Stop brake noise
In response to Jim Klaas’ “Braking the Law” letter, published in the Oct. 26 paper:
Jim, Jim, Jim. I too share in your grief, but you see I live in Cascade Locks right off of I-84. The “Jake Brake” problem is not only annoying, but it’s downright ridiculous!
There are literally no less than ten trucks every day that break this law. Sometimes it seems that they are even competing on who can get the loudest. Oh, there goes one right now (and I’m not kidding.) We do live close to a weigh station, but every trucker knows that it’s there, and as for the signs that state the maximum fine of $500, ours are on the opposite side of the highway going the wrong way. Go figure.
I’ve personally called sheriff/police, ODOT, Highway Division, Weighmaster, Port of Entry. I’ve talked with everyone I could about this nuisance and after the biggest run-around and a great deal of stress I eventually was told to contact the attorney general. Why do I alone have to challenge these avenues? There are people who get paid big bucks to make it right.
All I want is for my baby to be able to sleep through her nap without being awakened by these rude and inconsiderate drivers. Someone please help!
Don’t fall for it
My husband and I recently returned from our honeymoon in Oregon where we spent a wonderful evening in Hood River.
We stayed at the Oak Street Hotel, went shopping downtown, ate dinner at Stonehedge Gardens restaurant, enjoyed cocktails at the Sixth Street Bistro, and had breakfast the next morning at Holstein’s. In fewer than 24 hours, we gladly contributed several hundred tourist dollars to the city’s coffers.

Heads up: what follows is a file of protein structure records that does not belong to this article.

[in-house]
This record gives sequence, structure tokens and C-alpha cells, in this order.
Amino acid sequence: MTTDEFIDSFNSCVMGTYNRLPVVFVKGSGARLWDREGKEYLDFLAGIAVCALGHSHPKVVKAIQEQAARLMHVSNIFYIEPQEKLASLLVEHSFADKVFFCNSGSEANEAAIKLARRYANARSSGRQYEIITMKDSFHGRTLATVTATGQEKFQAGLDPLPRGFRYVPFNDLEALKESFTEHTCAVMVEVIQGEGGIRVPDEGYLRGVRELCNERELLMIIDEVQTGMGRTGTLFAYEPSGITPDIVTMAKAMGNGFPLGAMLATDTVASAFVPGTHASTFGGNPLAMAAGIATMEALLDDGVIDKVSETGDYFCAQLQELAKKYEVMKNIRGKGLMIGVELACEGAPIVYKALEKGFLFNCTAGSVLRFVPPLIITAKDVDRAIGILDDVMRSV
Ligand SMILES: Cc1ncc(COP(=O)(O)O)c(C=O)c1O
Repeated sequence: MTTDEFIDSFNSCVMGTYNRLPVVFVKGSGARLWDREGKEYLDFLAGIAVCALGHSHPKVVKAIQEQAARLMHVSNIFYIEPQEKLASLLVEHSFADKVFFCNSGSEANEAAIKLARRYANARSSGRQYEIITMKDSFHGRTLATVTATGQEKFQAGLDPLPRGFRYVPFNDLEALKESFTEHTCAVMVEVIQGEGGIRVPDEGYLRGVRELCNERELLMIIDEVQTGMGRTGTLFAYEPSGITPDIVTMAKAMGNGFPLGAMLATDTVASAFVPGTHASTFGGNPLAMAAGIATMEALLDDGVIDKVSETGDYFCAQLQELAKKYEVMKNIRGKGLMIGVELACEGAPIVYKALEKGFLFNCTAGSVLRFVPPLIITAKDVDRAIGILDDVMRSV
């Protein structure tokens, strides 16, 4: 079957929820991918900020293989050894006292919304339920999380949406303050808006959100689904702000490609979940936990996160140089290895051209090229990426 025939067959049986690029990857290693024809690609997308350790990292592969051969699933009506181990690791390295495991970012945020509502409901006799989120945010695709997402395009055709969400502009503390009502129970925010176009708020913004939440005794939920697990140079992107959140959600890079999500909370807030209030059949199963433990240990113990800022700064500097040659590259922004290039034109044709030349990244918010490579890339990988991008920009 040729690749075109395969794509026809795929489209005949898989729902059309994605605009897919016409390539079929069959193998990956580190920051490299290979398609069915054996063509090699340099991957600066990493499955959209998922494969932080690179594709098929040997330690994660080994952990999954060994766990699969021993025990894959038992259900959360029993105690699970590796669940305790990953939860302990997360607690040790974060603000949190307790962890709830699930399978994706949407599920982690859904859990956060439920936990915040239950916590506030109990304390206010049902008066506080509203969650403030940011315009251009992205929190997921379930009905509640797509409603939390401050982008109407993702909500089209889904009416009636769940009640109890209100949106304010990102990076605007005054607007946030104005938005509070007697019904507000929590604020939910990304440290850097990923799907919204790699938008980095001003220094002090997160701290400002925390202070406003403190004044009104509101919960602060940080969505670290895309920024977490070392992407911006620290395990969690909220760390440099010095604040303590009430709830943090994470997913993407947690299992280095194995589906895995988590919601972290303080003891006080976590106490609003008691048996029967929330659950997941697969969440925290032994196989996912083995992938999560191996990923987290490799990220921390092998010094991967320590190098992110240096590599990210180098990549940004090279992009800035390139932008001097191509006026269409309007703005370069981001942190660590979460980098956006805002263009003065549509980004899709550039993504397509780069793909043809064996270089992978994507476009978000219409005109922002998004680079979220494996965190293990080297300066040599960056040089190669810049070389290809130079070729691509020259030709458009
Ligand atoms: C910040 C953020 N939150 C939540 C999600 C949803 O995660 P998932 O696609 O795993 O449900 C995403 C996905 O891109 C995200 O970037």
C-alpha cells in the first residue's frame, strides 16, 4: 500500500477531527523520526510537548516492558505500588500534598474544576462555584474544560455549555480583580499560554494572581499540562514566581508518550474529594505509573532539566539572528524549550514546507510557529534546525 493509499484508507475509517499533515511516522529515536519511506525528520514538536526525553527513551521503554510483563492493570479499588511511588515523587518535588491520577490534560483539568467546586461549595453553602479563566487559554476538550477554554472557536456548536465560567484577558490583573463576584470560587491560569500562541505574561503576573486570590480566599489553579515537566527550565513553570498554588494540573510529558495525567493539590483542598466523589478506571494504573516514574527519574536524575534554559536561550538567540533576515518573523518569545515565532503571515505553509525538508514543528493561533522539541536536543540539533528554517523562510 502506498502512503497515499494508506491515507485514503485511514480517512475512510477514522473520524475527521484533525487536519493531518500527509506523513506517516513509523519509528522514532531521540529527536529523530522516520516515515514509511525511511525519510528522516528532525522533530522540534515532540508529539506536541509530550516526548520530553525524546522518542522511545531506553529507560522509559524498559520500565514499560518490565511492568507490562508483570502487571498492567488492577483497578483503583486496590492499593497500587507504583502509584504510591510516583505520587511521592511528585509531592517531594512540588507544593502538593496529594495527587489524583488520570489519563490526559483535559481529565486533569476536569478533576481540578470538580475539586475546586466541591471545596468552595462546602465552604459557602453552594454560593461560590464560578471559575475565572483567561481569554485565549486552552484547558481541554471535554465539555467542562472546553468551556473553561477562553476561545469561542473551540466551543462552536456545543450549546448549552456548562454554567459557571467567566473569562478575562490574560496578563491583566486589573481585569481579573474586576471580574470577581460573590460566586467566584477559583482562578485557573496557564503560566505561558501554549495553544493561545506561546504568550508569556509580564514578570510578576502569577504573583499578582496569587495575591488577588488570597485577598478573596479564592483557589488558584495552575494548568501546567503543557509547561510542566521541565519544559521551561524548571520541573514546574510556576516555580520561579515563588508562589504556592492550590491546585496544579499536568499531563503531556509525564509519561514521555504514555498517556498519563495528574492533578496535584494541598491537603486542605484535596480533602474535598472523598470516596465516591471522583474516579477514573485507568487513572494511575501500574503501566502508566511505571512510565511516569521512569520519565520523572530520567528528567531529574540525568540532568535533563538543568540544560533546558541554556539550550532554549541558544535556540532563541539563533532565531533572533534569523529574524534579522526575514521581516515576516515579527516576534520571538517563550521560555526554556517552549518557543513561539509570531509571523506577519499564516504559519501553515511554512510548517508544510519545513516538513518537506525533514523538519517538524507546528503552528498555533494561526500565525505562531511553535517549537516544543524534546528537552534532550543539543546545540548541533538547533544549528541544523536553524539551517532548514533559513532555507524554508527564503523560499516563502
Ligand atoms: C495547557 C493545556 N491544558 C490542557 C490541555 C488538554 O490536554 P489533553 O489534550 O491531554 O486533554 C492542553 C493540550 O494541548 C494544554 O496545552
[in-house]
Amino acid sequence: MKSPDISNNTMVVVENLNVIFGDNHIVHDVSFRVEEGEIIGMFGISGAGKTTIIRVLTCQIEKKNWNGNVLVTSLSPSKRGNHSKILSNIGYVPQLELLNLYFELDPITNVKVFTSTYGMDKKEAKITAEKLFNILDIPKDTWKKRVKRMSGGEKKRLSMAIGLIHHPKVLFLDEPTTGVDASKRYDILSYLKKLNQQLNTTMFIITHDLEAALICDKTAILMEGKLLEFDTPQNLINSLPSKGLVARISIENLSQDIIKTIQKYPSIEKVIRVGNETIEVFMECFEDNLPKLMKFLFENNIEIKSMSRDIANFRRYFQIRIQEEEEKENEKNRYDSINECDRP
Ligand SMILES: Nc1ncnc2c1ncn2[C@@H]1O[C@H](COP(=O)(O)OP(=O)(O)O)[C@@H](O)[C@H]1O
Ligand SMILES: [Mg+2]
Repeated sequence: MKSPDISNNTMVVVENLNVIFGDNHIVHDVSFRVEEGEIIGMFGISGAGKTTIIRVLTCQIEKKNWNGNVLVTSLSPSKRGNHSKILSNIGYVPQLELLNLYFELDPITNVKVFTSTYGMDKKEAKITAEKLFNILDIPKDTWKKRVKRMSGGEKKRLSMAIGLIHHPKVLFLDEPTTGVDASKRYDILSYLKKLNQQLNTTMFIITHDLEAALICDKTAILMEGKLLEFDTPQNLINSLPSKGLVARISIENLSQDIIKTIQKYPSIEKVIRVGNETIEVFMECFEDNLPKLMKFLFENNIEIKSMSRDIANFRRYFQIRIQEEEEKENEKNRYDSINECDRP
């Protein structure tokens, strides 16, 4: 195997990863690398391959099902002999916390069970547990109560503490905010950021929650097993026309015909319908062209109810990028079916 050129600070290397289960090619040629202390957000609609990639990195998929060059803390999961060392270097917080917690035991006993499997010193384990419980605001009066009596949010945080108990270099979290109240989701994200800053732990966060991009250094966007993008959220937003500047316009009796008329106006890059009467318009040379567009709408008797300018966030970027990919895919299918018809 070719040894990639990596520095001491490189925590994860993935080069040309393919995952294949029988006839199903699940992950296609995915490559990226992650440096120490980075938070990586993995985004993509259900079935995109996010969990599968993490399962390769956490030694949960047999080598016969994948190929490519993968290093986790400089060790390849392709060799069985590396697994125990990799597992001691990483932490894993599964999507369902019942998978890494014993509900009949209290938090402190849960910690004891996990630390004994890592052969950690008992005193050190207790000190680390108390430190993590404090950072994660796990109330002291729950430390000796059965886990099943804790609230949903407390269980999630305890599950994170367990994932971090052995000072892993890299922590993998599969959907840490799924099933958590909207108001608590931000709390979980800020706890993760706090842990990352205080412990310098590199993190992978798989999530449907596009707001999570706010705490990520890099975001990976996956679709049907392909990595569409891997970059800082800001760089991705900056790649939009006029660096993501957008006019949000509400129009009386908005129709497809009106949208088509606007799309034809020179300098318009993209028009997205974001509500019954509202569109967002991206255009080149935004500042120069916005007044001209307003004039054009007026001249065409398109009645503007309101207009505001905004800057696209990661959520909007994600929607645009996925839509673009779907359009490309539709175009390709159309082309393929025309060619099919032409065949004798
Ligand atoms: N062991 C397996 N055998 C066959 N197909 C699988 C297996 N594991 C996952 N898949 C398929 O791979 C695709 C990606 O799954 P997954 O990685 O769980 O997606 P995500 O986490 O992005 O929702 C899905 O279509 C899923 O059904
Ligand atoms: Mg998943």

What attracted us to your beautiful town was its rural character and natural heritage, the Gorge, the trees, the river, the mountains, the fresh air.
We were quite upset to see in the window of one of the merchants that plans for a new 16-acre Wal-Mart site were proposed for the area up the two-lane roadway from downtown. If we wanted to shop at Wal-Mart, we could have stayed in Sacramento, a city itself fighting homogenization with the rest of the United States.
We then picked up a copy of the Oct. 16 edition of the Hood River News and read the article “Grappling over the Gorge.” It saddened us to see such a beautiful town caught in the battle over urban sprawl.
I ask this to the people who think the Scenic Act is cumbersome: What happens when Wal-Mart goes out of business some day and your city is left with the environmental remediation bill? Hood River’s natural area will have been destroyed.
In the meantime, traffic congestion will grate on your nerves. Air quality will deteriorate and the town will be left devoid of charm and character.
I urge all Oregonians to avoid the pitfalls to which California has succumbed. Your environment sustains the life that supports your economy. Don’t let developers permanently ruin your lovely state. Don’t fall for their spiels of property rights that they use to justify their own greed. Liberty must never forsake responsibility.
You have an opportunity to center Hood River’s economy around ecotourism. Take advantage of this asset while you still have it.
Elk Grove, Calif.
Vote for Buckley
Greg Walden was conspicuously absent from the candidates’ forum on Tuesday, Oct. 22 (Camille Hukari represented him, giving canned statements).
One might think Greg was in Washington, D.C. No. We understand he had been in Bend that day, had indicated he might attend the local forum, and had other options also. But apparently meeting with candidates in his home town was low on his priority list.